Raniganj and Jharia regions together have been for long the single largest coal supplier in India, now contributing about a quarter of the total output in the country. Numerous reasons such as improper mining techniques and policy, as well as unauthorized mining caused surface and subsurface coalfires in these areas. These coalfires burn millions of tonnes of valuable coal resources, creating severe environmental problems and posing enormous operational difficulties of mining. After first use of remote sensing as a tool to identify coalfires in 1960s, with the time, the efficiency of remote sensing to identify and monitoring coalfires has been well established by several researchers. With the knowledge of local geological setting and density sliced surface temperature image the spatial distribution of coalfires can be revealed. The present paper makes an attempt to identify temperature anomalies of the Raniganj coalbelt to locate the spatial distribution of coalfires. Landsat Thematic Mapper (TM) thermal band data was used to calculate surface temperature along with NDVI (normalized vegetation index) derived emissivity.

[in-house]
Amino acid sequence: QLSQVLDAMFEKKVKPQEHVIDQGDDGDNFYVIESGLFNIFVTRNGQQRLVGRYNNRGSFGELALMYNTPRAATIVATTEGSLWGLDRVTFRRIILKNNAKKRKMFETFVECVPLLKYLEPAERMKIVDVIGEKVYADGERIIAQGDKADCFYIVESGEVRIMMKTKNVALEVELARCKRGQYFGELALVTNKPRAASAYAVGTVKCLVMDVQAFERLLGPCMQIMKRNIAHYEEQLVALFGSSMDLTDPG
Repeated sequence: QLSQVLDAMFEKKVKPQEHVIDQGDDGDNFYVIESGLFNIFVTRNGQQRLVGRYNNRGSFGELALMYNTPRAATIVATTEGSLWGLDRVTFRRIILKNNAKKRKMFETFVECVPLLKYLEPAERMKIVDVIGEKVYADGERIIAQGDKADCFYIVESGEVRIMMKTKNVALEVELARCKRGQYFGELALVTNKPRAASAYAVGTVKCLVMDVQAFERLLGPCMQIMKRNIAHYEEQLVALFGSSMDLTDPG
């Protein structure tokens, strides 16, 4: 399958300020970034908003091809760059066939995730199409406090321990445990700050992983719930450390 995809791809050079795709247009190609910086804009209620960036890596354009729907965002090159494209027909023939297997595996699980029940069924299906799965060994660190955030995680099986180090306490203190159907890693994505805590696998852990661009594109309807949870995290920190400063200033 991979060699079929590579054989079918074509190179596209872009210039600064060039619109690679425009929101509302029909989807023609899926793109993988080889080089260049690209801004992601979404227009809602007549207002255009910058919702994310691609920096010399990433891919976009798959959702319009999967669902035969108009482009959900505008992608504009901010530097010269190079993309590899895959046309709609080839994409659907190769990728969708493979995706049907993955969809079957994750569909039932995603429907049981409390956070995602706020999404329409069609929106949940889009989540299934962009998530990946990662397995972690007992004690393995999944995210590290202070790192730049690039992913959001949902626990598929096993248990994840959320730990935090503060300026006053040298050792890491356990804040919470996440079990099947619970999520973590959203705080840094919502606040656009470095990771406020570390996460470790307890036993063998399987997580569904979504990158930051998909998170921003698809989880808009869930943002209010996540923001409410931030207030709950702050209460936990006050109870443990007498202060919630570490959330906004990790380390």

|Journal||International Journal of Applied Earth Observation and Geoinformation|
|Publication status||Published - 2006|